Prelude to AKA Jihadi, 2016
Musée d’art contemporain de Montréal
Over the last decade, artist and filmmaker Eric Baudelaire has developed a body of work that includes primarily film, but also photography, printmaking, performance, publications and installation. As part of a research-based practice, the artist investigates the relationship between images, past events, and their documentation. Interested in the role of the cinematic image as an indexical marker, Baudelaire creates narratives in which recorded facts are a point of departure for an exploration of the unknown.
AKA Jihadi is a new film inspired by a cinematic approach known as the “landscape theory” developed by Japanese avant-garde director Masao Adachi, along with other filmmakers and critics, for the 1969 film AKA Serial Killer. In the original Japanese film, location-scouting images for a film inspired by a real-life serial killer become the film. AKA Jihadi operates on the same principle, retracing the itinerary of a young French man known as Nabil who travels to Syria in support of the Syrian people’s struggle against Bashar al-Assad, and allegedly joins ISIS. AKA Jihadi embraces the contradictory position of trying (not) to understand as it attempts to piece together the trajectory of its protagonist whose actions, motivations and future intentions lay beyond certainty and easy explanation.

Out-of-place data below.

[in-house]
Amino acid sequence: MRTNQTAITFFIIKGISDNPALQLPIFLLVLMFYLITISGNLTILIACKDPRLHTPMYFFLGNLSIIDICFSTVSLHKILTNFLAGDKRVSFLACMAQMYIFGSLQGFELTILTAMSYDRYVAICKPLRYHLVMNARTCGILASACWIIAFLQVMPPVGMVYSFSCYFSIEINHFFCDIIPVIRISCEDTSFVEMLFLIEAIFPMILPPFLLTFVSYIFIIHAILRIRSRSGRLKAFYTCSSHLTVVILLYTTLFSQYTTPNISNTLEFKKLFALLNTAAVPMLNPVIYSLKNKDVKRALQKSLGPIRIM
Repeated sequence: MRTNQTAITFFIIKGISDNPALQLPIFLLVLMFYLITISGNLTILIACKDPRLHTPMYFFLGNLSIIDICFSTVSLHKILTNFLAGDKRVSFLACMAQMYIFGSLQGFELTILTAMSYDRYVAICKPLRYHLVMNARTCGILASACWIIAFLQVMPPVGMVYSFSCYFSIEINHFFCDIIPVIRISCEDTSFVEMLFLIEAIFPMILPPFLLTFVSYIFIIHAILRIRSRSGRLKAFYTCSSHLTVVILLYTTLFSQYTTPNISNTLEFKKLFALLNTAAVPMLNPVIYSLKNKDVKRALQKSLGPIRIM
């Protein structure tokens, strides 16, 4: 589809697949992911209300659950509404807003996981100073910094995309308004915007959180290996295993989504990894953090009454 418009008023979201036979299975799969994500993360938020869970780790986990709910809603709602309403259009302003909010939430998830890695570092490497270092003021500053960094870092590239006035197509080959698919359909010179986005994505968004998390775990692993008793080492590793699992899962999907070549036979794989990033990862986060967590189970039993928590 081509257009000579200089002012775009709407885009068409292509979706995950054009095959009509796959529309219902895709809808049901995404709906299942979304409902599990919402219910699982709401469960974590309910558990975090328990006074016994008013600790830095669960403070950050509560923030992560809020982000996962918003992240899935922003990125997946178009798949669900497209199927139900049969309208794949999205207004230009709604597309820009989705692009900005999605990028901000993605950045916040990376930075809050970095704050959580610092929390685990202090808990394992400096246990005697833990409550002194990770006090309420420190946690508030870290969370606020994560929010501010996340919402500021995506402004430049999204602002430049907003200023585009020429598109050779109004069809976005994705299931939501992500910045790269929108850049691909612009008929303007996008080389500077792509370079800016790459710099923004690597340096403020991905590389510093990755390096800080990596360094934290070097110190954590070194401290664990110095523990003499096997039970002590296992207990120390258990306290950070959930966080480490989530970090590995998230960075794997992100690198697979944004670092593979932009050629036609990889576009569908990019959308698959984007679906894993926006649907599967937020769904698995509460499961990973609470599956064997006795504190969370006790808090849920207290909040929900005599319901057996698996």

AKA Jihadi is co-produced by Kadist Foundation, Paris; Contour Biennale 8, Mechelen, Belgium; FRAC Lorraine, Metz, France; TBAKALERA, San Sebastian, Spain; Espace Khiasma, Les Lilas, France; SPECTRE Production; and La Biennale de Montréal for BNLMTL 2016, Le Grand Balcon.
Photo : Eric Baudelaire, stills from AKA Jihadi, 2016, video, variable duration